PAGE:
The Long and Whining Road {Survival Tips from our First Road Trip with Kids}

Parenting is definitely an endurance sport. There’s lots of running, jumping, bending, and plenty of sweat and tears. But never has it seemed like so much of a marathon as the time I spent 9 hours sitting in the front seat of our trusty ol’ minivan, barreling down the freeway toward Nashville.

You see, my husband and I had the bright idea to make the 9-hour drive down south to visit my family shortly after Christmas this year. When faced with the choice between herding our three sweet little wildebeests onto an airplane (and thus subjecting several dozen other unsuspecting people to their, uh, charms), or loading the entire family into our grocery-getter and making the long drive ourselves, we chose the latter.

Don’t get me wrong. My kids are mostly well-behaved in public, and they are downright sweethearts much of the time. But there’s some extra special crazysauce that arises in all of them when holidays are involved. Add to that a day of traveling, and I was sure that we were better off taking one for the team and making the long drive. Looking back now, I think we totally made the right decision. And since some of you may have a mid-winter or Spring break road trip planned in the near future, I’ve come up with my best tips for how to make that drive without losing your mind.

There’s a third kid hiding behind that tablet…
  1. Load up the car the night before. I can’t emphasize enough how important this was for us. By getting everything into the car ahead of time, we weren’t running around at the last minute. It also helped us figure out how best to arrange everything in the car. You don’t want to be stuck flying down I-75 with a screaming child in the back without snacks within your reach. More on that later.
  2. Leave EARLY. Like, really early. Like, so early it’s still dark out and the kids will be confused enough to sleep for the first few hours of the trip. Just pluck them out of bed in the dark and load them into those carseats in their PJs. Yes, I know that means you have to get up really early too, but that’s why God made coffee.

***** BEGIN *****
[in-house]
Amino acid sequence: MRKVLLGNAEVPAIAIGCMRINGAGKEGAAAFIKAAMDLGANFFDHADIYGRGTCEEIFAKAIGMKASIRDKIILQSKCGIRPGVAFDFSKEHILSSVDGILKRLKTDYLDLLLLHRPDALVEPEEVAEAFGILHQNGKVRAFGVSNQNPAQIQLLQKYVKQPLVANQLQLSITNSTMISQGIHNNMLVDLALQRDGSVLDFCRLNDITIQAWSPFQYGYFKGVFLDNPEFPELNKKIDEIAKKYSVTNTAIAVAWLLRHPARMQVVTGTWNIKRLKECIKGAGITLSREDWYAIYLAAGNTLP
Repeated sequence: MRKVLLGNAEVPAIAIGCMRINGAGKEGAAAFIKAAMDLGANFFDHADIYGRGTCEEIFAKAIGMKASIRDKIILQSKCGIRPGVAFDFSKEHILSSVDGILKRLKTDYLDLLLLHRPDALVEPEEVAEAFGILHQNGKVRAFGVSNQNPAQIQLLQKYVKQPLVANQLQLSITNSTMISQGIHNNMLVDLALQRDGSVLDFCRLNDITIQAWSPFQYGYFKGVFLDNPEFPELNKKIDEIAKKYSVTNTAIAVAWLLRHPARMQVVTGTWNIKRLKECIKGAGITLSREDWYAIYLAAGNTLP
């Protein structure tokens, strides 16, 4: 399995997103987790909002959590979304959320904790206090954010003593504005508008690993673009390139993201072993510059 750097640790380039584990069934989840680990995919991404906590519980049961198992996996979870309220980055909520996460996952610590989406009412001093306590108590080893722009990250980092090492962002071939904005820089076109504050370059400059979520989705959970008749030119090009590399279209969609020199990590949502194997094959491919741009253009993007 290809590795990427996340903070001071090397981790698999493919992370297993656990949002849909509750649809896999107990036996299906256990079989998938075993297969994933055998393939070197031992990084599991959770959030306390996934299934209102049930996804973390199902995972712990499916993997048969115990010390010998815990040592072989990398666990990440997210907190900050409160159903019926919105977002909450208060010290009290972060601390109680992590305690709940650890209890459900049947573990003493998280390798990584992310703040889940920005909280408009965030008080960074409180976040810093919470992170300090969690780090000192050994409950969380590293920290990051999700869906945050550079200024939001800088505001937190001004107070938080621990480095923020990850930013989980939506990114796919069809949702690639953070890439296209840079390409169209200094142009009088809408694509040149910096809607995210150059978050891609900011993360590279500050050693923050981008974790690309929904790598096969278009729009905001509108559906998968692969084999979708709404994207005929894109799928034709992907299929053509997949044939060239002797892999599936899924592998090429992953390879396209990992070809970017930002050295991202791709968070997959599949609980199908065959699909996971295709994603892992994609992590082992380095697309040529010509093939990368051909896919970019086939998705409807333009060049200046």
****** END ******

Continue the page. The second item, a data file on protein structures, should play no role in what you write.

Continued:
3. Pack snacks. ALL the snacks. Snacks for you, snacks for your partner, but most important, snacks for the kids. Sure, you can pack healthy snacks like carrots and celery or whatever, just make sure it’s something they like enough that it can stop a meltdown. You don’t want to be stuck in the middle of nowhere with no fruit snacks when little Johnny suddenly realizes he’s famished. Trust me. You don’t.
  4. Stop before you think you need to. We messed this one up big time on the trip back home. Before we knew it, it was 1:30 and we hadn’t stopped for lunch yet – the kids are used to eating lunch at 11:30. Needless to say, it was a loud and angry drive to the next exit to find somewhere to eat. The same rule goes for bathroom breaks – As much as we wanted to drive through and just get to our destination, letting the kids out of the car for a quick bathroom trip every few hours was good for everyone’s sanity.
  5. Start stretching at least a couple weeks in advance. Maybe even take up yoga. Seriously. At some point – or many points – your child is going to drop their doll/tablet/snack trap and it’s going to become their own personal equivalent of an emergency situation. Be prepared to twist your torso in ways you’ve never imagined and stretch your arms to lengths you thought impossible to reach their desired object and give it back. I was not prepared for this and I was sore for a week.

Really, this entire list could be summarized in two words: Plan ahead! With a little luck, and a lot of planning, you should be able to make that trip, no sweat.

We survived!

So tell me, what’s your best advice for road-tripping with your kids?

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Born and raised in Ohio, Sarah now lives in Bloomfield Hills with her husband Michael and their three children. Although she’ll always be an Ohio girl at heart, she’s adopted Michigan as her home, and fell in love with Detroit from the start. Sarah and Michael are both attorneys, which makes keeping up with their 5-year old son and 2-year old twin daughters a challenge, but never boring! In her free time, Sarah loves to cook, read, knit and craft. She is addicted to online shopping & Netflix, and she firmly believes that there’s a good one-liner out there for just about any situation.


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